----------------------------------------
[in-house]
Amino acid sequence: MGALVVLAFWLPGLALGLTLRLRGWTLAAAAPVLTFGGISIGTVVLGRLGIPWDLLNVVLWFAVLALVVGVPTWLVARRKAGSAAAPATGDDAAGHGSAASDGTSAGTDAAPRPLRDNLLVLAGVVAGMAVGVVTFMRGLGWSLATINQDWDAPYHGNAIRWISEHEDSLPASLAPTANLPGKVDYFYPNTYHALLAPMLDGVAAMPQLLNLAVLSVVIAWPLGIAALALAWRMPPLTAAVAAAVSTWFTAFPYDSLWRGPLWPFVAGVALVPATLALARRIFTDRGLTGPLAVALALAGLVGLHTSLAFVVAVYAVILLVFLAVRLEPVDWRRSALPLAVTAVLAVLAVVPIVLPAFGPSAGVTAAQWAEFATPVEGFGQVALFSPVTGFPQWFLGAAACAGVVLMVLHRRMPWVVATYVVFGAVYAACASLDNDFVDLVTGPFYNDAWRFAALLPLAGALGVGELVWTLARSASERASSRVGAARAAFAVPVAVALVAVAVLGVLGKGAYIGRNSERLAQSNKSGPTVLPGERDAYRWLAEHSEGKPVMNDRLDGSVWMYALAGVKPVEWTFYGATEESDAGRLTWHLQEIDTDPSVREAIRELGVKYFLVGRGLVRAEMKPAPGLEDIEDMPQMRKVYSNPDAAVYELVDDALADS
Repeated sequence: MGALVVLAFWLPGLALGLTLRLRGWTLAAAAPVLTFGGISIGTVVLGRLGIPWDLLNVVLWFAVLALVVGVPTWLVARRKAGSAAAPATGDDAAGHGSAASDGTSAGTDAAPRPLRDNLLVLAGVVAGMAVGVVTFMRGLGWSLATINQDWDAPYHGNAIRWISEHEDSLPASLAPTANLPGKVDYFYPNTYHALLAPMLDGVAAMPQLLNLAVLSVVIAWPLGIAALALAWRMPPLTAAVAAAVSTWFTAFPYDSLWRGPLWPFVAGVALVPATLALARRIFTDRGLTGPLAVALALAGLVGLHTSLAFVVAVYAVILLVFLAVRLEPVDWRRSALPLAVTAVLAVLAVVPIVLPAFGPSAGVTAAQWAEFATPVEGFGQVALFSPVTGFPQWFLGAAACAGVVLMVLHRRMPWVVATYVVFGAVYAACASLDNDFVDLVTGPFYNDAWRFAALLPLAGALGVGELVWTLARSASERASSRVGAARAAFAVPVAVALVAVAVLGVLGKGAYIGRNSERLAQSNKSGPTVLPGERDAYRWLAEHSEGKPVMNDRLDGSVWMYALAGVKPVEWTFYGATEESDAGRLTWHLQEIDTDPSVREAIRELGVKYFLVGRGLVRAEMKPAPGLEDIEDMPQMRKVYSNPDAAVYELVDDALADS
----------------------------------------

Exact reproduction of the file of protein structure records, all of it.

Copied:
[in-house]
Amino acid sequence: MGALVVLAFWLPGLALGLTLRLRGWTLAAAAPVLTFGGISIGTVVLGRLGIPWDLLNVVLWFAVLALVVGVPTWLVARRKAGSAAAPATGDDAAGHGSAASDGTSAGTDAAPRPLRDNLLVLAGVVAGMAVGVVTFMRGLGWSLATINQDWDAPYHGNAIRWISEHEDSLPASLAPTANLPGKVDYFYPNTYHALLAPMLDGVAAMPQLLNLAVLSVVIAWPLGIAALALAWRMPPLTAAVAAAVSTWFTAFPYDSLWRGPLWPFVAGVALVPATLALARRIFTDRGLTGPLAVALALAGLVGLHTSLAFVVAVYAVILLVFLAVRLEPVDWRRSALPLAVTAVLAVLAVVPIVLPAFGPSAGVTAAQWAEFATPVEGFGQVALFSPVTGFPQWFLGAAACAGVVLMVLHRRMPWVVATYVVFGAVYAACASLDNDFVDLVTGPFYNDAWRFAALLPLAGALGVGELVWTLARSASERASSRVGAARAAFAVPVAVALVAVAVLGVLGKGAYIGRNSERLAQSNKSGPTVLPGERDAYRWLAEHSEGKPVMNDRLDGSVWMYALAGVKPVEWTFYGATEESDAGRLTWHLQEIDTDPSVREAIRELGVKYFLVGRGLVRAEMKPAPGLEDIEDMPQMRKVYSNPDAAVYELVDDALADS
Repeated sequence: MGALVVLAFWLPGLALGLTLRLRGWTLAAAAPVLTFGGISIGTVVLGRLGIPWDLLNVVLWFAVLALVVGVPTWLVARRKAGSAAAPATGDDAAGHGSAASDGTSAGTDAAPRPLRDNLLVLAGVVAGMAVGVVTFMRGLGWSLATINQDWDAPYHGNAIRWISEHEDSLPASLAPTANLPGKVDYFYPNTYHALLAPMLDGVAAMPQLLNLAVLSVVIAWPLGIAALALAWRMPPLTAAVAAAVSTWFTAFPYDSLWRGPLWPFVAGVALVPATLALARRIFTDRGLTGPLAVALALAGLVGLHTSLAFVVAVYAVILLVFLAVRLEPVDWRRSALPLAVTAVLAVLAVVPIVLPAFGPSAGVTAAQWAEFATPVEGFGQVALFSPVTGFPQWFLGAAACAGVVLMVLHRRMPWVVATYVVFGAVYAACASLDNDFVDLVTGPFYNDAWRFAALLPLAGALGVGELVWTLARSASERASSRVGAARAAFAVPVAVALVAVAVLGVLGKGAYIGRNSERLAQSNKSGPTVLPGERDAYRWLAEHSEGKPVMNDRLDGSVWMYALAGVKPVEWTFYGATEESDAGRLTWHLQEIDTDPSVREAIRELGVKYFLVGRGLVRAEMKPAPGLEDIEDMPQMRKVYSNPDAAVYELVDDALADS